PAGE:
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22 Jul 2010
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In defiance to the global downturn, Bahamians are being urged to consider the period of slowed business activity as down time in which to prepare for the next growth cycle.

The global financial crisis, and in particular its effects in the US, is taking an increasing toll on the economy, with job losses rising, the key tourism sector seeing bookings drop and predictions that 2009 will be a difficult year.

Speaking at the opening of the 18th Bahamas Business Outlook, held on January 15, Prime Minister Hubert Ingraham said it was an opportune time for the government to renew its focus on improving efficiencies in the economy by reducing bureaucracy and red tape, increasing the use of technology, expediting the delivery of service and otherwise reducing the cost of doing business - moves that he said should be duplicated in the private sector.

This sentiment was echoed by Sarkis Izmirlian, chief executive officer of resort management firm Baha Mar, who said the private and public sectors should develop initiatives that will ultimately help the destination prepare and prosper during better times ahead.

"The world will recover and the Bahamas needs to be ready when it does," he told delegates at the conference.

According to Ingraham, the international economic crisis underscored the heavy dependence of a small country like the Bahamas on external factors.

"While we decry this vulnerability, there is absolutely no formula by which a country of the size of the Bahamas could have achieved or could sustain its considerable high level of income without enormous external exposure," Ingraham said. "It is our trade with the outside world which produces our prosperity; it is also that which creates our vulnerability."

One of the sectors most at risk is the services industry, and in particular the tourism segment. According to official figures, the services sectors account for 72% of current account receipts, with tourism contributing 84% of that total. As such, any slump in the tourism industry will have a ripple effect through the entire economy.

A recent survey conducted by the Bahamas Hotel Association (BHA) showed just how vulnerable this key sector is to the global downturn. According to the study, released at the end of January, 65% of the country's hotels cut staff over the past year, with 83% reporting they had reduced working hours for employees due to the fall in trade. Just over three quarters of respondents to the BHA survey reported a decline in revenue and room occupancy in 2008, with 52% reporting a net loss and 78% expecting further declines in 2009.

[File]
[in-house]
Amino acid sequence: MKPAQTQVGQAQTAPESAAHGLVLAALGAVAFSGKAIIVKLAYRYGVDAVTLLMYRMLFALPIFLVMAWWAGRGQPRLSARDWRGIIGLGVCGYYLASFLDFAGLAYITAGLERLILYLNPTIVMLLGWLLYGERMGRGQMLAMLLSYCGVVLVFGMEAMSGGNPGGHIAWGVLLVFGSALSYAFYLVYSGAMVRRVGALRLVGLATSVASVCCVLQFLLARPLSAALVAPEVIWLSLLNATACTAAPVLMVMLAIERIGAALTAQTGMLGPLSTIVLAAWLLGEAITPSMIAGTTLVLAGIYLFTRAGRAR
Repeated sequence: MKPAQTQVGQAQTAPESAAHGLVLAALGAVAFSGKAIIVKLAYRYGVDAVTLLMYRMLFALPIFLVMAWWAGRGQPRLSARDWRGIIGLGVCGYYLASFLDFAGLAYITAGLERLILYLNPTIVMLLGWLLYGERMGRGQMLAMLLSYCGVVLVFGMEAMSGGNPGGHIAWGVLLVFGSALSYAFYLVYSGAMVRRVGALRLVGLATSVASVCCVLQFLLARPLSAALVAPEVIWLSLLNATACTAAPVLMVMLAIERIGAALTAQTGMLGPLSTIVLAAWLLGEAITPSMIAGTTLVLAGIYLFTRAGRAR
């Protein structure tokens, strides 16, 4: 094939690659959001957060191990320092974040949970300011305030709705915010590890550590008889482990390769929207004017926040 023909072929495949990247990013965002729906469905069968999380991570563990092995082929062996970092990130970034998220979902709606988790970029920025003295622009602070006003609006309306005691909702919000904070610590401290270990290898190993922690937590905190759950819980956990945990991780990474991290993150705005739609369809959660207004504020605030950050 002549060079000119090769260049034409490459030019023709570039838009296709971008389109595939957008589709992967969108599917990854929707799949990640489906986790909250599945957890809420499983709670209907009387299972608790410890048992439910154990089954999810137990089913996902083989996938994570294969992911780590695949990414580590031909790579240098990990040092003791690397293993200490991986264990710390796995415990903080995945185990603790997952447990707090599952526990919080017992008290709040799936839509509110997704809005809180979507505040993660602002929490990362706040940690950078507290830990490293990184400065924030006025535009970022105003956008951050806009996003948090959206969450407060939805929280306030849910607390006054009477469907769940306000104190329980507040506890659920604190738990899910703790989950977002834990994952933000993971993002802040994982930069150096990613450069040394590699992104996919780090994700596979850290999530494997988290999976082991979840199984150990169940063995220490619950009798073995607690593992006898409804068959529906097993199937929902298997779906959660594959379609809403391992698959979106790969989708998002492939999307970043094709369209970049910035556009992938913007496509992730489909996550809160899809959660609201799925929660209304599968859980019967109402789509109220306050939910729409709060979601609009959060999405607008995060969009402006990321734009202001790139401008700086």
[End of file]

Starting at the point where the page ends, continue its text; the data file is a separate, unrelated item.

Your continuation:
The government is trying to support the flagging tourism sector, increasing spending on promotion and reducing some airport charges, while also seeking to kick start growth in other areas of the economy.

As part of its economic stimulus package, the government has also accelerated its public works programme, boosting spending on roads, public housing, schools and state buildings. While providing some relief to the construction sector, which has been affected by a number of major tourism development projects being put on hold, the state is limited in the scope of measures it can take. The government is mindful of the need to keep the deficit under control at a time when revenue growth could come under pressure.

In his January 15 address, Ingraham said care had to be taken to ensure that in the process of responding to the present economic crisis, the government does not overload itself with commitments that will jeopardise the country's future when the crisis has passed.

A report issued by the Central Bank on February 2 covering economic activity in the third quarter of 2008 said there had been a widening of the deficit, as increasing government spending outpaced the comparative recovery in revenue collections.

The third quarter had seen a moderate fall off in the economy, "due to weakness in the tourism and construction sectors and a tempering in credit-supported consumer demand", the report said.

One of the other main pillars of the Bahamian economy, the financial services sector, is displaying more resilience so far in the face of the global crisis, with the Central Bank saying liquidity in the industry remains buoyant due to growth in the deposit base.

The government has warned that the Bahamas could slip into recession this year, that unemployment could rise from the current 8.7% to double digits and that recovery is largely dependent on the US economy regaining its feet. Nonetheless, the country's quiet confidence should help it to emerge from the downturn stronger and better prepared for the future.

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